It is unrealistic to suppose that a PCT system could eliminate the carbon footprint of each individual, since everything we buy and use has its own carbon footprint. The accounting can become very complex very quickly. Rather, a PCT system attempts to capture the emissions that can be directly linked to an individual. As a starting point, emissions directly attributable to an average person can be classified as fuels for heating (e.g., natural gas) and fuels for individual transportation (gasoline and diesel). Another starting assumption is that each Canadian adult would receive a certain number of credits from the government at the beginning of each year. The number of credits each person received would be slightly less than the amount needed to enjoy the current lifestyle of an average adult (since the whole idea, of course, is to reduce total emissions year-to-year). Thus, the average adult would either reduce their emissions, or they would use up their credits towards the end of the year, and would have to buy a few more from someone who had more than they could use. Individuals with low-carbon lifestyles would actually benefit from this plan because they would have a surplus of credits that they could sell to those who need credits. Individuals with high-carbon lifestyles would have to pay a premium to maintain their lifestyles, because after they used up the credits they received from the government at the beginning of the year, they would need to buy credits on the open market to the extent they needed to keep buying fuel.

Under a PCT system, a consumer would surrender an appropriate number of credits at the point of purchase (whether at the gas station or to the natural gas retailer). The retailers would then remit the credits to the government in a similar manner as sales taxes are remitted. An electronic market for credits would allow an individual to go online to buy credits to comply with the emission cap and to sell any excess credits they had. Effectively this would operate like a stock market with just one stock – individuals could log on to their accounts and click ‘buy’ or ‘sell’ for however many credits they liked. Each individual would maintain an account for his or her credits, which could be managed online like a trading account. The account itself would also be tied to a credit or debit card that could be presented to retailers, much like the card for bank account associated with a trading account.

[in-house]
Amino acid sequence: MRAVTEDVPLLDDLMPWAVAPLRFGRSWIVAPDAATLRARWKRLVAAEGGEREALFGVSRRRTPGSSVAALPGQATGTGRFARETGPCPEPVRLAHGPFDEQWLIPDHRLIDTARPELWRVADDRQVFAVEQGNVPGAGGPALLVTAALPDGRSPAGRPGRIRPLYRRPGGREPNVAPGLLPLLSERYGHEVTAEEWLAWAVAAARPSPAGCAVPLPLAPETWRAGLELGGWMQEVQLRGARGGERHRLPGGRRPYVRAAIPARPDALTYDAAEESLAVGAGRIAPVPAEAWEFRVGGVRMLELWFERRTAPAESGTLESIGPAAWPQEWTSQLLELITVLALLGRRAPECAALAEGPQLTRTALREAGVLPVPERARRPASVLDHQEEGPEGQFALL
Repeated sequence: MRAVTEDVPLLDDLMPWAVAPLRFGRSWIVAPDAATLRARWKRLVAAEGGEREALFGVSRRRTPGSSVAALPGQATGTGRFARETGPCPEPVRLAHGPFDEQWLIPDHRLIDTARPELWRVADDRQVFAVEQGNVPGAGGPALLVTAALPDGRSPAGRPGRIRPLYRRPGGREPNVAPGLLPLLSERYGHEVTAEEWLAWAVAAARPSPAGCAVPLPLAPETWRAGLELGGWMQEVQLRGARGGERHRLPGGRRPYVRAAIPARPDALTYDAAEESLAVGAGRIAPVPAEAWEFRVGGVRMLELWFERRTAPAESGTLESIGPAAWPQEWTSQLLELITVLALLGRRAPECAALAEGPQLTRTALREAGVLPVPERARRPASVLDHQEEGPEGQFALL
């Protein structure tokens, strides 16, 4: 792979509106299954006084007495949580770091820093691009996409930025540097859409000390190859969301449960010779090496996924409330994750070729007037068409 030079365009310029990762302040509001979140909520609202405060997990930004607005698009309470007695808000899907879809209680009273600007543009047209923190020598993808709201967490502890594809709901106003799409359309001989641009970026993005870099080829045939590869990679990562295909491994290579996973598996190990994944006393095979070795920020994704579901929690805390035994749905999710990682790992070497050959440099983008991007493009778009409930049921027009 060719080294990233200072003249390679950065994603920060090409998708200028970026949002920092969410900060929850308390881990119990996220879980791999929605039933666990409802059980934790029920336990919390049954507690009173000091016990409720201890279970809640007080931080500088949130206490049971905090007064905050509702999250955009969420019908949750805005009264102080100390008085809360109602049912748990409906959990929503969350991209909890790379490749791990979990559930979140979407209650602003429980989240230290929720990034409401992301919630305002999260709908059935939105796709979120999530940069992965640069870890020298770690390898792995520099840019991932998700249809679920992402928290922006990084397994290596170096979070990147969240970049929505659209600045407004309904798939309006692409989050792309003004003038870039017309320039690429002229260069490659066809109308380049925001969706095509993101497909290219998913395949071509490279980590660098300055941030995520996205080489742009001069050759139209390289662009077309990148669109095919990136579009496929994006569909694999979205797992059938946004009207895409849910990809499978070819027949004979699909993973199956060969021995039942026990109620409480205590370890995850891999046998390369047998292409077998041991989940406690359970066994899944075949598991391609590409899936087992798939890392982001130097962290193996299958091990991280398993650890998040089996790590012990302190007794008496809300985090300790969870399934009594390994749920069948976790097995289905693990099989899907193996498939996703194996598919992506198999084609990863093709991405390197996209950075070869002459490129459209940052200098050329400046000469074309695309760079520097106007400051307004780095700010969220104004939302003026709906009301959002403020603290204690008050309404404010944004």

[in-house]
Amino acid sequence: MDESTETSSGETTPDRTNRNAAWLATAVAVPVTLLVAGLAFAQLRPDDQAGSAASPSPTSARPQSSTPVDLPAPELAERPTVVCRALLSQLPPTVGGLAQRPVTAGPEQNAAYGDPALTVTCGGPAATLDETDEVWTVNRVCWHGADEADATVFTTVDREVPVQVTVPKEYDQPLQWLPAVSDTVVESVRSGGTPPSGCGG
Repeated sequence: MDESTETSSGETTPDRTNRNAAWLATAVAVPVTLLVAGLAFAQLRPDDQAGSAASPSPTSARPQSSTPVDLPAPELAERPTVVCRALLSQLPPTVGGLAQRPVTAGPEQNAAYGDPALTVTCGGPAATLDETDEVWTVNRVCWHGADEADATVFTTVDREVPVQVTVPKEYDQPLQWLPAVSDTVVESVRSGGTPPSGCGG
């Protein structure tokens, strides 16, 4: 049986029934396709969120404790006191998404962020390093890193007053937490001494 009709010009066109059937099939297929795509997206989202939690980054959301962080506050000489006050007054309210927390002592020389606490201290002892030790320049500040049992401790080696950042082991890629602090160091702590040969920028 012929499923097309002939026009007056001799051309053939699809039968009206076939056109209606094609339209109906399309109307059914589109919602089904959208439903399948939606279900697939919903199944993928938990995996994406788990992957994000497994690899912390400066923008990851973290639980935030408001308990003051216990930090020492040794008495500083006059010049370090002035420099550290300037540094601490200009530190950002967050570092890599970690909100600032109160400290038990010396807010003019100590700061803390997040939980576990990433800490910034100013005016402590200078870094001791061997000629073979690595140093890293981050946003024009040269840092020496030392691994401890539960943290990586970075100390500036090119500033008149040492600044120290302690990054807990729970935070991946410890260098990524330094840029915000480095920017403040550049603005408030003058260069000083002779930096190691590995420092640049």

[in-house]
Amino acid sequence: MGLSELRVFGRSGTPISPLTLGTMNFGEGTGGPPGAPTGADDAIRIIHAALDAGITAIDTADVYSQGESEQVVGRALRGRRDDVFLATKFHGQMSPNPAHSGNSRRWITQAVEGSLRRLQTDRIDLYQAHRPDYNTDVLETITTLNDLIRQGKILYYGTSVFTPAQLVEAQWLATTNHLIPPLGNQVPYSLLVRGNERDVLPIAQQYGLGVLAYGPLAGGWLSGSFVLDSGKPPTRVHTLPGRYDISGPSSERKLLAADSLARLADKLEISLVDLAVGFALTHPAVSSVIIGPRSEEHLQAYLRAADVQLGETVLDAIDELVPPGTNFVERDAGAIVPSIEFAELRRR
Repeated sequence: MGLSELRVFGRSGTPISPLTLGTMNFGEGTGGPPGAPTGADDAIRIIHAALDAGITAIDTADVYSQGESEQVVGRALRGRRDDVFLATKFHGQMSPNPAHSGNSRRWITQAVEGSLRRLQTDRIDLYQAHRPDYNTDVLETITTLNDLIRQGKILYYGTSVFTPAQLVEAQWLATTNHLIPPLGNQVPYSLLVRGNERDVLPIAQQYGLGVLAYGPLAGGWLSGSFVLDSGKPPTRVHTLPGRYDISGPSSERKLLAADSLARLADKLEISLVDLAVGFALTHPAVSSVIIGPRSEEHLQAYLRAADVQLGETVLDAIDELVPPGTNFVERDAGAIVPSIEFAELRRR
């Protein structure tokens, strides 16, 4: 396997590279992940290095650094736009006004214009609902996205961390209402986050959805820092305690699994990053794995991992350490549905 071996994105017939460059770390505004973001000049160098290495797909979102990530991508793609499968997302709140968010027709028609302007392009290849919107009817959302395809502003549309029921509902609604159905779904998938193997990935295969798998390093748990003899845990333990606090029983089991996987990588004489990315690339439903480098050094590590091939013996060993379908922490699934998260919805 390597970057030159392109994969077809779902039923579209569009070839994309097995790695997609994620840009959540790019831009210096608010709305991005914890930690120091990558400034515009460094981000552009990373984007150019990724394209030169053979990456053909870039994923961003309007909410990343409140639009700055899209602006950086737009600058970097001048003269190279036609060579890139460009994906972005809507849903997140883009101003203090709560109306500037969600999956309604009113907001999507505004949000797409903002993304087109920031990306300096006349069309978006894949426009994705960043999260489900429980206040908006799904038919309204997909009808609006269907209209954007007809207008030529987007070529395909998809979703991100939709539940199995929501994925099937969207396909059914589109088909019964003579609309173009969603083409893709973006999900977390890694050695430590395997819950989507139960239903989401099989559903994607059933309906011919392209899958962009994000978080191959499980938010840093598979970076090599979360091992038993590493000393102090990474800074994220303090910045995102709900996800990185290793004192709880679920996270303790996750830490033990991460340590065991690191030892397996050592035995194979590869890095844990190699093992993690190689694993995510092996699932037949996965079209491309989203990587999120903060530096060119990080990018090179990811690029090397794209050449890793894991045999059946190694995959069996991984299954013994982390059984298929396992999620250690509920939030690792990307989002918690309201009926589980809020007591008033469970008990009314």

At first glance, this seems like a big order because of the logistical challenges it presents. Although such a system would be a challenge to set up, it is far from unimaginable. Today many Canadians pay for good and services with their smartphones every day, and credit card payments are virtually ubiquitous – there is no reason why carbon credits could not be exchanged using a similar infrastructure as we already use for cash.

Another obvious challenge with such a system is that many Canadians are likely to be uncomfortable with the idea of a regulator tracking all of their emissions. However, if the system is set up so that the retailers (rather than individuals) surrender the credits back to the government, this effectively removes the possibility of “Big Brother” looking over our shoulders – regulators have always tracked the amount of fuel that retailers sell, a PCT system would simply add an emissions dimension to the existing framework.



The creation of a PCT system raises several policy questions. There are broad issues of equity and equality, as well as specific questions, such as the determination of individual cap levels, organization of the PCT regulator, and scope of the program. There is also the very important question of whether it wouldn’t just be simpler to implement a tax. Finally, a PCT system operating across jurisdictions would also raise a series of cross-border questions, such as whether trade in PCT credits should be open to Canadian citizens only, and whether the credits could be converted into other credits like EU ETS credits or Kyoto CDM credits. In this post, we’ll stick to the big-issue questions rather than the specifics of a PCT plan.